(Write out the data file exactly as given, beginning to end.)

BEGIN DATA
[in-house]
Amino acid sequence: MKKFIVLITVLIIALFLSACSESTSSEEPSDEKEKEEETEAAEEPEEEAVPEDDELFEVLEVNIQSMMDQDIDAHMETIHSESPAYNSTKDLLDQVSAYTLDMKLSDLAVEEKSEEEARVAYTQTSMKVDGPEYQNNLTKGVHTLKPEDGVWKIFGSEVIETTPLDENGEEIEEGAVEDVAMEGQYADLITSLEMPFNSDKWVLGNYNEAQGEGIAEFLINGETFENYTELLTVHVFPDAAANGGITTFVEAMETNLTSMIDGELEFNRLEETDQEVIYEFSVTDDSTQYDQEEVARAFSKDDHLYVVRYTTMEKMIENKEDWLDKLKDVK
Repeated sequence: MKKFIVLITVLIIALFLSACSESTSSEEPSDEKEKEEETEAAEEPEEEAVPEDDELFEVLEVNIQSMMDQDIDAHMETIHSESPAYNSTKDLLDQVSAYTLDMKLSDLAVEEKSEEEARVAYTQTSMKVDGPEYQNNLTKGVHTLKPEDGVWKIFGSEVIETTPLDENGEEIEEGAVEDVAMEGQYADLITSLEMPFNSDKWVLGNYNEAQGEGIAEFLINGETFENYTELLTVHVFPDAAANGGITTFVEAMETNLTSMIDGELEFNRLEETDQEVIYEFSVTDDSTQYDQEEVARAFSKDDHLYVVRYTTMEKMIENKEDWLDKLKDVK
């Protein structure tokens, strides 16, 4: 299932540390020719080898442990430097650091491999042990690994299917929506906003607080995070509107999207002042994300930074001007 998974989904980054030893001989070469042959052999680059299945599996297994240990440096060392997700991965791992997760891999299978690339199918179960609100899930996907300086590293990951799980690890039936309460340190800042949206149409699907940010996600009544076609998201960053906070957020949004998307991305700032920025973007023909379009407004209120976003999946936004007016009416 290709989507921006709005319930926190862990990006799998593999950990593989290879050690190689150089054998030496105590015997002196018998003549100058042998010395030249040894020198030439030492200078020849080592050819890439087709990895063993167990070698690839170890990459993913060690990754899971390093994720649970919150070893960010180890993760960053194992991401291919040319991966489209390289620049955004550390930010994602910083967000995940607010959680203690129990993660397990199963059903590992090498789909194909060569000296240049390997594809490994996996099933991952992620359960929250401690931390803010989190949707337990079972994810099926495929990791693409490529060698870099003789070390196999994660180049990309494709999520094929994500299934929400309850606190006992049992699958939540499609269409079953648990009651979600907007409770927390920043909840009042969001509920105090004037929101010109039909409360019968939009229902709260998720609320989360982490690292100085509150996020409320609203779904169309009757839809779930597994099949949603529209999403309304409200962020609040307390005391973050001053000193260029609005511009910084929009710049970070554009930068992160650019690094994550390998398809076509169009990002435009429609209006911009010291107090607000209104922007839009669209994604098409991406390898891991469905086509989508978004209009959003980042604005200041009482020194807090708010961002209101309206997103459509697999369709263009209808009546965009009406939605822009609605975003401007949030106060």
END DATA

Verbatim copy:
[in-house]
Amino acid sequence: MKKFIVLITVLIIALFLSACSESTSSEEPSDEKEKEEETEAAEEPEEEAVPEDDELFEVLEVNIQSMMDQDIDAHMETIHSESPAYNSTKDLLDQVSAYTLDMKLSDLAVEEKSEEEARVAYTQTSMKVDGPEYQNNLTKGVHTLKPEDGVWKIFGSEVIETTPLDENGEEIEEGAVEDVAMEGQYADLITSLEMPFNSDKWVLGNYNEAQGEGIAEFLINGETFENYTELLTVHVFPDAAANGGITTFVEAMETNLTSMIDGELEFNRLEETDQEVIYEFSVTDDSTQYDQEEVARAFSKDDHLYVVRYTTMEKMIENKEDWLDKLKDVK
Repeated sequence: MKKFIVLITVLIIALFLSACSESTSSEEPSDEKEKEEETEAAEEPEEEAVPEDDELFEVLEVNIQSMMDQDIDAHMETIHSESPAYNSTKDLLDQVSAYTLDMKLSDLAVEEKSEEEARVAYTQTSMKVDGPEYQNNLTKGVHTLKPEDGVWKIFGSEVIETTPLDENGEEIEEGAVEDVAMEGQYADLITSLEMPFNSDKWVLGNYNEAQGEGIAEFLINGETFENYTELLTVHVFPDAAANGGITTFVEAMETNLTSMIDGELEFNRLEETDQEVIYEFSVTDDSTQYDQEEVARAFSKDDHLYVVRYTTMEKMIENKEDWLDKLKDVK
């Protein structure tokens, strides 16, 4: 299932540390020719080898442990430097650091491999042990690994299917929506906003607080995070509107999207002042994300930074001007 998974989904980054030893001989070469042959052999680059299945599996297994240990440096060392997700991965791992997760891999299978690339199918179960609100899930996907300086590293990951799980690890039936309460340190800042949206149409699907940010996600009544076609998201960053906070957020949004998307991305700032920025973007023909379009407004209120976003999946936004007016009416 290709989507921006709005319930926190862990990006799998593999950990593989290879050690190689150089054998030496105590015997002196018998003549100058042998010395030249040894020198030439030492200078020849080592050819890439087709990895063993167990070698690839170890990459993913060690990754899971390093994720649970919150070893960010180890993760960053194992991401291919040319991966489209390289620049955004550390930010994602910083967000995940607010959680203690129990993660397990199963059903590992090498789909194909060569000296240049390997594809490994996996099933991952992620359960929250401690931390803010989190949707337990079972994810099926495929990791693409490529060698870099003789070390196999994660180049990309494709999520094929994500299934929400309850606190006992049992699958939540499609269409079953648990009651979600907007409770927390920043909840009042969001509920105090004037929101010109039909409360019968939009229902709260998720609320989360982490690292100085509150996020409320609203779904169309009757839809779930597994099949949603529209999403309304409200962020609040307390005391973050001053000193260029609005511009910084929009710049970070554009930068992160650019690094994550390998398809076509169009990002435009429609209006911009010291107090607000209104922007839009669209994604098409991406390898891991469905086509989508978004209009959003980042604005200041009482020194807090708010961002209101309206997103459509697999369709263009209808009546965009009406939605822009609605975003401007949030106060």